Correction, October 1, 2014: Alprolix was not the first new FIX product in 17 years. It was preceded by Baxter’s RIXUBIS [Coagulation Factor IX (Recombinant)], which was approved by the Food and Drug Administration in June 2013. This article has been updated.
Original article: Veins across the country are all breathing a figurative sigh of relief after the US Food and Drug Administration (FDA) approved Alprolix®, Coagulation Factor IX (recombinant) Fc Fusion Protein, in March 2014. This breakthrough drug is the first extended half-life factor IX (FIX) product on the market. It is expected to space infusions to weekly or every 10 days, welcome news to patients with hemophilia B.
Alprolix is indicated for the control and prevention of bleeding episodes, perioperative (surgical) management, and routine prophylaxis in adults and children with hemophilia B, factor IX deficiency. It is manufactured by Cambridge, Massachusetts-based Biogen Idec, Inc.
The goal of factor infusion is to maintain enough of the clotting protein in the bloodstream to prevent bleeding. It all comes down to half-life, the time it takes for the infused clotting factor to reach half its original concentration after being eliminated or metabolized by the body. Alprolix is manufactured using Fc fusion technology, which employs Fc receptors, proteins found in endothelial cells that line blood vessels, to bind and recycle the antibody immunoglobulin G (IgG), thereby prolonging its half-life. By fusing the FIX protein to IgG, the clotting factor is also recycled instead of being broken down, keeping it in the blood circulation longer.
Fc technology was first approved by the FDA in 1998 to treat such disorders as rheumatoid arthritis, psoriasis and chronic idiopathic thrombocytopenic purpura. It has also been used in drugs to treat Crohn’s disease, certain cancers and in transplant recipients.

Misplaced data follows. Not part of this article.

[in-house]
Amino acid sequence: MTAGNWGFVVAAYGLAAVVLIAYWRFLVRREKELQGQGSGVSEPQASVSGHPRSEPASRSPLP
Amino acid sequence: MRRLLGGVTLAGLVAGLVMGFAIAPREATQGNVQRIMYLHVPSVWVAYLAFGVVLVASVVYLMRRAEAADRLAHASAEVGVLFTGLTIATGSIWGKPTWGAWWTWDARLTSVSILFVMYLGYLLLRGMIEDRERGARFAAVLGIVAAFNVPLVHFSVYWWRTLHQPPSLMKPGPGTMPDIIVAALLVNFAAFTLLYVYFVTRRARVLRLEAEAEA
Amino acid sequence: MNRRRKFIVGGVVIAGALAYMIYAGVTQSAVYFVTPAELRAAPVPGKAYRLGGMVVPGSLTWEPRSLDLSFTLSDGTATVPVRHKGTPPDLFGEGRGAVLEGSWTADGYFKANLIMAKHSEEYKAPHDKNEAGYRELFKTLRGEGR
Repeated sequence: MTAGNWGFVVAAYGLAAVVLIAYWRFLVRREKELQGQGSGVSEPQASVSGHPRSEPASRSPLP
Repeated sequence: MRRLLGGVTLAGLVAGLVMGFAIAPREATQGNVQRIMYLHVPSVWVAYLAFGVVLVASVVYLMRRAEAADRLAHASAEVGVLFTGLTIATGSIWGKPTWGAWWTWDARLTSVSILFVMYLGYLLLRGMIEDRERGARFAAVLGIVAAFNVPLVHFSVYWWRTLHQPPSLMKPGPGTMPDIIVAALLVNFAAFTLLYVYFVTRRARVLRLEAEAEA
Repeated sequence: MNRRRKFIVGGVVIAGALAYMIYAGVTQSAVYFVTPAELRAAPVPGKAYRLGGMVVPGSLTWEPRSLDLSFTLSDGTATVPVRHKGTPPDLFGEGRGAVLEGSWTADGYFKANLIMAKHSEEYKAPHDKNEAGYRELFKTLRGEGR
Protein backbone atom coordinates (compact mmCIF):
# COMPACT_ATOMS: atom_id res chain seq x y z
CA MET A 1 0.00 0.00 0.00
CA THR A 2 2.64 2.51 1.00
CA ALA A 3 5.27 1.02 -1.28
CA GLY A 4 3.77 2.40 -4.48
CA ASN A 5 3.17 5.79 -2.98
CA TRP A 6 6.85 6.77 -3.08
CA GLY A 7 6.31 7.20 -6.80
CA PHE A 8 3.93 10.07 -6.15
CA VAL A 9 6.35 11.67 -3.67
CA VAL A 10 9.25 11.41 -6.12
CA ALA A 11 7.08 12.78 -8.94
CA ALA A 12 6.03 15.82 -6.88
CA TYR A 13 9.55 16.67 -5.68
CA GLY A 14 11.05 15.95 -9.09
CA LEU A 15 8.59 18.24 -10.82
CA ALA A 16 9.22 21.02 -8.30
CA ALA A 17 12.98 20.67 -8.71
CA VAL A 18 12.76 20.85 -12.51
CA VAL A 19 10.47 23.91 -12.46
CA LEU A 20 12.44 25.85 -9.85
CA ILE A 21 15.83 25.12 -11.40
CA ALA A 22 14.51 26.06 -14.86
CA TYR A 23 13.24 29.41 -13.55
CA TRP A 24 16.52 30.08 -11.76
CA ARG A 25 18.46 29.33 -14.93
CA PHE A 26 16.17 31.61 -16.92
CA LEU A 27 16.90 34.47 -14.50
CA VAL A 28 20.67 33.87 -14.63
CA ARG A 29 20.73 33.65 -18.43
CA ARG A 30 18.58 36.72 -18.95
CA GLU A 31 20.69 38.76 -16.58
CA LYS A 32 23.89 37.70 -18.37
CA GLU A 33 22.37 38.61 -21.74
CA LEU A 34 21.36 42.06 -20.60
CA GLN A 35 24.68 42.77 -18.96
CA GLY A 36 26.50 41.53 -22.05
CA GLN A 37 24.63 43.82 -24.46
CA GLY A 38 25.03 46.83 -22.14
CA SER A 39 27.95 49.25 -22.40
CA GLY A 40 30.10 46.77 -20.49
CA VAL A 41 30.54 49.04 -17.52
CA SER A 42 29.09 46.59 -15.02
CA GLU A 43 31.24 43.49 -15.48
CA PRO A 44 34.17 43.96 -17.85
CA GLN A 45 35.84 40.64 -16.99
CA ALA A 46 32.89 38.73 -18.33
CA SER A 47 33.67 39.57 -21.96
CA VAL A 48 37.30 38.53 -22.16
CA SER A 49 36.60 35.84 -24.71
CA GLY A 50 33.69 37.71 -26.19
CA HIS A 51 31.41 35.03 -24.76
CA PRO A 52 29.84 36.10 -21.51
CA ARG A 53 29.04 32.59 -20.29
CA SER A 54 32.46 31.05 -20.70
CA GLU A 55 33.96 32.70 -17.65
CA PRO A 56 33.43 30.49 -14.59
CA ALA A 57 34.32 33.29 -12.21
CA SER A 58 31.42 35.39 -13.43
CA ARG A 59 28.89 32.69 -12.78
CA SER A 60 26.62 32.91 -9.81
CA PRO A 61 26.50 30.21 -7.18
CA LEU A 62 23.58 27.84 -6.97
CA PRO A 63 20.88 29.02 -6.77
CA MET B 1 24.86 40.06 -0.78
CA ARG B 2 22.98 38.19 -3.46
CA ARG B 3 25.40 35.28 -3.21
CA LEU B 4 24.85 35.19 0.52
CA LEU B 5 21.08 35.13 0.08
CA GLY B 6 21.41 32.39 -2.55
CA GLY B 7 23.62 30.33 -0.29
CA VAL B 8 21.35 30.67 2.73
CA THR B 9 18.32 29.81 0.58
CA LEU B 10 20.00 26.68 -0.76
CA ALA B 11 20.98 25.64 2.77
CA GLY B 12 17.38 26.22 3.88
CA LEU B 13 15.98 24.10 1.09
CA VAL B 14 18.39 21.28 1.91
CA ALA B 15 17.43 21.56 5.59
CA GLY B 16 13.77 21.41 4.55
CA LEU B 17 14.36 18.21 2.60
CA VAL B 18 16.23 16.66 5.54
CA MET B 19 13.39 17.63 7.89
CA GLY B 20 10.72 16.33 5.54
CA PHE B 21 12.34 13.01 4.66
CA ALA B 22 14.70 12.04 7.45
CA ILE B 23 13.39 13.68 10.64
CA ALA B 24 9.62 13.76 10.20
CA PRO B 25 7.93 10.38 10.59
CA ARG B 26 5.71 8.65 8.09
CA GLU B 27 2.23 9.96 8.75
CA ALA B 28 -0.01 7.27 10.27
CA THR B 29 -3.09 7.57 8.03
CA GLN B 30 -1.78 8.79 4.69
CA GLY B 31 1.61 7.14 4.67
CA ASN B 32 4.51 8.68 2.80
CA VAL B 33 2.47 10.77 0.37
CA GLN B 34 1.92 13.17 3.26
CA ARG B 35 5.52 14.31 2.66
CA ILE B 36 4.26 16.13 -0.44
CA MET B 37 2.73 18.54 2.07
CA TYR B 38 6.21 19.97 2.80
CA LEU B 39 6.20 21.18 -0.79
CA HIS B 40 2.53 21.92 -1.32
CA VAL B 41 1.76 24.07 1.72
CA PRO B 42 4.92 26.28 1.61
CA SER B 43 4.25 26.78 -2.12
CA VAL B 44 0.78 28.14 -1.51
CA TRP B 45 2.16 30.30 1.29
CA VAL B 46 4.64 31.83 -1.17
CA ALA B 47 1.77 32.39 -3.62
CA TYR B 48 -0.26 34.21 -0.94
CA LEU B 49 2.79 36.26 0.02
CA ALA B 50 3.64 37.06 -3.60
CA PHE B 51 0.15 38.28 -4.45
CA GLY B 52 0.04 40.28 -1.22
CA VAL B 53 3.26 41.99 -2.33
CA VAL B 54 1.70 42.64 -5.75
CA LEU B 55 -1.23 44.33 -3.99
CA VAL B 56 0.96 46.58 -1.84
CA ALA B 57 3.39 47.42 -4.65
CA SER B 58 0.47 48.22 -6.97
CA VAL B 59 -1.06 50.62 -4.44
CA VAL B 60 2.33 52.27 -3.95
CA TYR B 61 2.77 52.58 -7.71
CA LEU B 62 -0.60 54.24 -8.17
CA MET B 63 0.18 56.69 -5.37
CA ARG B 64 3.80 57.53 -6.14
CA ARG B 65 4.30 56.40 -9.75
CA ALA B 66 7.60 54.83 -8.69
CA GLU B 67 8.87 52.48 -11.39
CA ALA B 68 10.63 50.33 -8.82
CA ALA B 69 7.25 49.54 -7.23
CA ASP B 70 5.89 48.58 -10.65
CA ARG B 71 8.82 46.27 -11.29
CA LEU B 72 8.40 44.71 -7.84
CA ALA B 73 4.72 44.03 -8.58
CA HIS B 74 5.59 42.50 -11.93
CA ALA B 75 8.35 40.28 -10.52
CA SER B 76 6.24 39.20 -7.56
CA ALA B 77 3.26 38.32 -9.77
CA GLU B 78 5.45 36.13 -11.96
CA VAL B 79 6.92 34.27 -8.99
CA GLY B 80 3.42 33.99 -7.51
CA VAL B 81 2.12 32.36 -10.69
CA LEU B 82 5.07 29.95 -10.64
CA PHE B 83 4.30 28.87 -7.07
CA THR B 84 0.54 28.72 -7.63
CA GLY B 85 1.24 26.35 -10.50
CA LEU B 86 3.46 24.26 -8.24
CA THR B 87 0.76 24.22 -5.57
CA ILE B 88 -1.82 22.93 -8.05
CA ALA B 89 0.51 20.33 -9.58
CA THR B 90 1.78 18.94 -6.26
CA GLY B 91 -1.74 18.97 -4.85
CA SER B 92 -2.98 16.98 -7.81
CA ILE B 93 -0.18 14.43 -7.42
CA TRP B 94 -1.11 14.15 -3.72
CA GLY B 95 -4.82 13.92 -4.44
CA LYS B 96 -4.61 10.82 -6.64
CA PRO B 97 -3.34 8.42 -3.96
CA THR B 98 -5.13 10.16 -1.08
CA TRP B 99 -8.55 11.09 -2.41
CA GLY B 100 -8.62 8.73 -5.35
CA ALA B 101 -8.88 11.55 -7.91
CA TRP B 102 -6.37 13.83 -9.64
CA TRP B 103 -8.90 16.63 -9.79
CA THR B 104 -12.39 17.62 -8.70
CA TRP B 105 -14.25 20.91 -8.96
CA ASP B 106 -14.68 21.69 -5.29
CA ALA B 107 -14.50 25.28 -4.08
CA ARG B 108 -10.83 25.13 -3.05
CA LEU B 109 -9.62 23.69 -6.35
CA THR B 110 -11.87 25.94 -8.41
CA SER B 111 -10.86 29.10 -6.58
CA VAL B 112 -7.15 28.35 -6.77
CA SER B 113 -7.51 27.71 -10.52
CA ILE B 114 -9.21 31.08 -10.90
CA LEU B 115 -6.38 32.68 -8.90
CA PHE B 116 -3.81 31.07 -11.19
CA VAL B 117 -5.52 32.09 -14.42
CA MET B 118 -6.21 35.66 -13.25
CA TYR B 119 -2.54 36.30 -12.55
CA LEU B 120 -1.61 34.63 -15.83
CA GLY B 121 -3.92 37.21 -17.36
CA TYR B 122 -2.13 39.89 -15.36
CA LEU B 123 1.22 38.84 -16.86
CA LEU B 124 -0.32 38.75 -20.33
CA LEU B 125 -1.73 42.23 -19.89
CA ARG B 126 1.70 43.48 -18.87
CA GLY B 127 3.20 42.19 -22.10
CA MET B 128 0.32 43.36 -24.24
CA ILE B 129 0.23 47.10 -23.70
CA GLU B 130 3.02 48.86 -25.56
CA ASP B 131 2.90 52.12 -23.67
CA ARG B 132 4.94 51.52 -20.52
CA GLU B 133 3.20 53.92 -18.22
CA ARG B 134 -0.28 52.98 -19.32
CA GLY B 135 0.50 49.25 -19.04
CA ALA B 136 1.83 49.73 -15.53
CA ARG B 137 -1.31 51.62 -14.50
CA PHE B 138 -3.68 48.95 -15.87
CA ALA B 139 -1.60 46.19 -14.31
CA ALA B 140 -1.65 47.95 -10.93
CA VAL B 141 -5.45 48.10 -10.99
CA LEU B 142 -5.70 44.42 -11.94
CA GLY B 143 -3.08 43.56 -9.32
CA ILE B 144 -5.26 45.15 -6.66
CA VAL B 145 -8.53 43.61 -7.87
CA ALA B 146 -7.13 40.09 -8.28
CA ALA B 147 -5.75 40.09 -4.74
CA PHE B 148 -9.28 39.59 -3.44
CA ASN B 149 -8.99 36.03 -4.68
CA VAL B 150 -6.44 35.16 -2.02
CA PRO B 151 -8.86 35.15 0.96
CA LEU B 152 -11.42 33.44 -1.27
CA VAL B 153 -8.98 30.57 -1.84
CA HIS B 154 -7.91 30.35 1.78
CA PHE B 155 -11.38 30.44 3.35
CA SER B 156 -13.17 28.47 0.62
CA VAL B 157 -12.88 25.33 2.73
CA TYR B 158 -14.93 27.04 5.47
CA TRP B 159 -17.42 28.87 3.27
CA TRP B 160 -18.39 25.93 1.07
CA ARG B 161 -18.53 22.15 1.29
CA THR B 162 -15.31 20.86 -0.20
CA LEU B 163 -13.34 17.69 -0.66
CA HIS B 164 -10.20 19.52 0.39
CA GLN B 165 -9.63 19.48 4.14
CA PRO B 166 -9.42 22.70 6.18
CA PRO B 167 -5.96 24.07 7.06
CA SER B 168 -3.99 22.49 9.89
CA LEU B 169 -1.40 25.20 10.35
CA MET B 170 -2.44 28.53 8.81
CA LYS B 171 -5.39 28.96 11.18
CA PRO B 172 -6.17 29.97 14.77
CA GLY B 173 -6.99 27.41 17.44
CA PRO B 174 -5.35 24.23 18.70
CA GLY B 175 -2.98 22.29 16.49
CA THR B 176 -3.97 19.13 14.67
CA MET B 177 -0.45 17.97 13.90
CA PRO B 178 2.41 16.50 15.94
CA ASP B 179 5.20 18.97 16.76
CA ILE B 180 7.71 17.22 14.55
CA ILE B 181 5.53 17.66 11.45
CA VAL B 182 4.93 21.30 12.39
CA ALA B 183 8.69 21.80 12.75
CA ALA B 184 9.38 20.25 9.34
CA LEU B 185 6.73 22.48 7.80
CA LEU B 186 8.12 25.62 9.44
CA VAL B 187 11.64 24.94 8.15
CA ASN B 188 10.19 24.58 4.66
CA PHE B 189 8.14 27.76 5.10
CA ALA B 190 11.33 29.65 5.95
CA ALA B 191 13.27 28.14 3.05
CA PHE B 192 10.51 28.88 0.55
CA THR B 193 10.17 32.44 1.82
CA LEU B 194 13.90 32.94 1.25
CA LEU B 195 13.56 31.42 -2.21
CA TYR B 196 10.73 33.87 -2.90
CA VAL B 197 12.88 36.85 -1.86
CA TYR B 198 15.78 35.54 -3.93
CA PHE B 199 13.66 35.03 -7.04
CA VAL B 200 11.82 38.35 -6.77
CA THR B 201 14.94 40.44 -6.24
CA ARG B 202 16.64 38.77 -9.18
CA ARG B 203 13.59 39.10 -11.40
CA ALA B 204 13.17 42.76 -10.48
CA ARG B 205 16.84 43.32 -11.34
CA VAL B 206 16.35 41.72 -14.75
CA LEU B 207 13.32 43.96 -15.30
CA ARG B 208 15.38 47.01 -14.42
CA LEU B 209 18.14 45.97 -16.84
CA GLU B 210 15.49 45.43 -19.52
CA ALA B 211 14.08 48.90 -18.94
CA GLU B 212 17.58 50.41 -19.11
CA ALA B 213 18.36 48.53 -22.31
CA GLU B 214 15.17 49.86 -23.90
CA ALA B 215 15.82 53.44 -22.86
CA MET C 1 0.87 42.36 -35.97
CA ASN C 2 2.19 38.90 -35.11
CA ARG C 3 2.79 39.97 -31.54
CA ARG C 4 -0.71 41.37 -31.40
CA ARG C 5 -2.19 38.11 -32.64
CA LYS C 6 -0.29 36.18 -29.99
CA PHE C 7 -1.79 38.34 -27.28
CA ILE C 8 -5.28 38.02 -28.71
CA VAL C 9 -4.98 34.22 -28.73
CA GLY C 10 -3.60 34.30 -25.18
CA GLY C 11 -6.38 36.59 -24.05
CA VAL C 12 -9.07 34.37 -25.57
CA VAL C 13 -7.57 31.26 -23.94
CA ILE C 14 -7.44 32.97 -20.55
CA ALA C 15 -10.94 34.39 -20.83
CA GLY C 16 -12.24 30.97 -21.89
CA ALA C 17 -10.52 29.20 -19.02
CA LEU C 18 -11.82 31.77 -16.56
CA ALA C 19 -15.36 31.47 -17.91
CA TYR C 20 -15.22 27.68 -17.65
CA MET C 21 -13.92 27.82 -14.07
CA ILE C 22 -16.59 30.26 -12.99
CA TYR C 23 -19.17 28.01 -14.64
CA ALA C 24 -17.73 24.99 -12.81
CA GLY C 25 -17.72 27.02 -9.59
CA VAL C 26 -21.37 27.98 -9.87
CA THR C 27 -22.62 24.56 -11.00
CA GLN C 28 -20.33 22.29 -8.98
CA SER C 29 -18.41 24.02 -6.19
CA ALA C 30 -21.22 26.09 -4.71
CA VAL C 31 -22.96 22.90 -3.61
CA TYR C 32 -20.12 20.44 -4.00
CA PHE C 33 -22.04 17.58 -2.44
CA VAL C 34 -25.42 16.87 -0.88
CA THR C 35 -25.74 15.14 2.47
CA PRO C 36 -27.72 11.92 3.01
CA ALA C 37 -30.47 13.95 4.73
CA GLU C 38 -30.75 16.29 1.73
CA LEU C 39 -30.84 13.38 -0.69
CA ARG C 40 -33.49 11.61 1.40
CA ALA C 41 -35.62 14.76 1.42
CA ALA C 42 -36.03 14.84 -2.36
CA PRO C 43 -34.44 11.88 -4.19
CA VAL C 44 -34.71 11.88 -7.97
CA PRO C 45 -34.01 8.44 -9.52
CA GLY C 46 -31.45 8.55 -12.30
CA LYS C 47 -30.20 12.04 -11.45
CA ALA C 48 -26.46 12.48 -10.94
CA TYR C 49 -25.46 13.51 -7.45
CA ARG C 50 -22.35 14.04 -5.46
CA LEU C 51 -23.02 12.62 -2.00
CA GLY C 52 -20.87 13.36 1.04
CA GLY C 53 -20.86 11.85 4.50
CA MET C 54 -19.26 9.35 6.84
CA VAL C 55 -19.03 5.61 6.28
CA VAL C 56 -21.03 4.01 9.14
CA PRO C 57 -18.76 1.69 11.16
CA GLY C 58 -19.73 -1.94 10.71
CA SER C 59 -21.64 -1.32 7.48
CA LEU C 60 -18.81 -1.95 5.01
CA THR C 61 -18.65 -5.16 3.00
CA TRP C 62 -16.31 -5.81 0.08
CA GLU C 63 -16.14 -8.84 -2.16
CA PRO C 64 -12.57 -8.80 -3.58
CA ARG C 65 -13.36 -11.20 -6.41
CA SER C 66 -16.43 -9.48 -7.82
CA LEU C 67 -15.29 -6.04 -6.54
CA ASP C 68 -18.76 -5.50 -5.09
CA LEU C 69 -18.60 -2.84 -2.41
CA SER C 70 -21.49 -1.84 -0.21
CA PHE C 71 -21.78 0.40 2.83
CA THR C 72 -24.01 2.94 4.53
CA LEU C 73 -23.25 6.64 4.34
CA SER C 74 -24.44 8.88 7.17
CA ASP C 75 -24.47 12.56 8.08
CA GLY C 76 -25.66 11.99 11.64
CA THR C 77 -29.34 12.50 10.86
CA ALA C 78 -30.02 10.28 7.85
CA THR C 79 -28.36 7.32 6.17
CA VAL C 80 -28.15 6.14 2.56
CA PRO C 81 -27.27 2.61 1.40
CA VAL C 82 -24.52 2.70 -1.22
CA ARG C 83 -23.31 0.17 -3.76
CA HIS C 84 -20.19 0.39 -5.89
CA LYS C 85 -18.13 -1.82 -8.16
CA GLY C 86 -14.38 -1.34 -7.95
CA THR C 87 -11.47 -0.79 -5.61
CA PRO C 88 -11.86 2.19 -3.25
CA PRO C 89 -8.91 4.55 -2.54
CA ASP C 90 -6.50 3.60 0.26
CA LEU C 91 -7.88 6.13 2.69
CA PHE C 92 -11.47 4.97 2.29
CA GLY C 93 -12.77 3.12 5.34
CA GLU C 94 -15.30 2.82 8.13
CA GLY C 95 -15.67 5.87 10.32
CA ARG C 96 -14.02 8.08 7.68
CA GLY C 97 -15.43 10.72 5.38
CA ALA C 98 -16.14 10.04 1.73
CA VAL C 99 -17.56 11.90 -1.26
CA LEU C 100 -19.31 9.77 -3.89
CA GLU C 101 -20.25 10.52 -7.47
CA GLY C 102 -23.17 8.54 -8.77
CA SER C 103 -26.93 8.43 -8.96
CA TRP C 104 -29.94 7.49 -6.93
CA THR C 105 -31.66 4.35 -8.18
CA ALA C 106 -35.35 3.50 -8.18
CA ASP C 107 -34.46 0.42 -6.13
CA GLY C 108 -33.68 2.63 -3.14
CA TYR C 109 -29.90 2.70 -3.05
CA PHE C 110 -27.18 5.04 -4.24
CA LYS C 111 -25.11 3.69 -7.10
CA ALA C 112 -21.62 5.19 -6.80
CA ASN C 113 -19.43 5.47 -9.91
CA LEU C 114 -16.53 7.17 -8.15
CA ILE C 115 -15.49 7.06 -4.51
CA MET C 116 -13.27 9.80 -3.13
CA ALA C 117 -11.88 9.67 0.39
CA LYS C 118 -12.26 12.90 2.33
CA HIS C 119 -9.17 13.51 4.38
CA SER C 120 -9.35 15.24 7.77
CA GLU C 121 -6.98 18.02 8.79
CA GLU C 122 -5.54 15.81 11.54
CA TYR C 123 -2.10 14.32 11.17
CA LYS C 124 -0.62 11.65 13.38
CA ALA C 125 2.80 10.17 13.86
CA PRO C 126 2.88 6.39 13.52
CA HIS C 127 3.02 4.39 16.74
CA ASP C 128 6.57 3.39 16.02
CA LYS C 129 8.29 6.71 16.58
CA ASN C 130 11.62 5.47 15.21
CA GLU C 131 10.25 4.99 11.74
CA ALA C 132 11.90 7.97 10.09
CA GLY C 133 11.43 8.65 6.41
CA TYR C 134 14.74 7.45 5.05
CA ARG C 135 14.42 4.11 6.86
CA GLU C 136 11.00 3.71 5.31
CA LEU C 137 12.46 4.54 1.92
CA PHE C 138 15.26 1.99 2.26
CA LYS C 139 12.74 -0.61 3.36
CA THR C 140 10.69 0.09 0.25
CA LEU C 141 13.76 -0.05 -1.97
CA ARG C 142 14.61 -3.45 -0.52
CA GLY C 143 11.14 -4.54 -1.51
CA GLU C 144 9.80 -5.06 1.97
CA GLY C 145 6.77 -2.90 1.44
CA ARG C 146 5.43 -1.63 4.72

Clinical trial results
B-LONG, the phase 3 clinical trial of 123 males with severe hemophilia B (less than or equal to 2% FIX level), was conducted at 50 hemophilia treatment centers in 17 countries. It compared patients in two prophylaxis regimens to those in an on-demand group. Patients were followed for up to 18 months. Results showed the half-life for Alprolix was 86.52 hours for adults in the weekly or every 10 days dosing arms. It took an average of 12 days for factor levels to drop below 1%.
Further, bleeds were controlled with one infusion in 90.4% of study participants. The annualized bleed rate was 3.0 for the weekly prophylaxis group and 1.4 for the every 10 days group vs. 17.7 for the on-demand patients. Physicians using Alprolix for the 12 participants undergoing surgery rated its ability to control bleeding as “excellent” or “good.”
For adolescents ages 12–17, the half-life was 83.59 hours. But younger children, ages 2–11, had shorter half-lives—66.40 hours for ages 2–5; 72.23 hours for ages 6–11. Because of the reduced half-life in children under 12, Biogen Idec cautions that pediatric patients will need to be monitored closely to determine the optimal dose and schedule.
The use of Alprolix in these previously treated patients with severe hemophilia B in the study did not result in the development of inhibitors, antibodies to infused factor. Headache and abnormal sensation in the mouth were the most common side effects, but occurred in few people.
Future infusion regimen
The National Hemophilia Foundation’s Medical and Scientific Advisory Council (MASAC) recommends prophylaxis, routine administration of clotting factor, for patients with severe hemophilia. Until now, the standard regimen for prophylactic factor FIX infusion was two to three times weekly.
With Alprolix, patients may be able to reduce their infusions to weekly or every 10 days. That’s a relief to overtaxed veins, and to patients, too.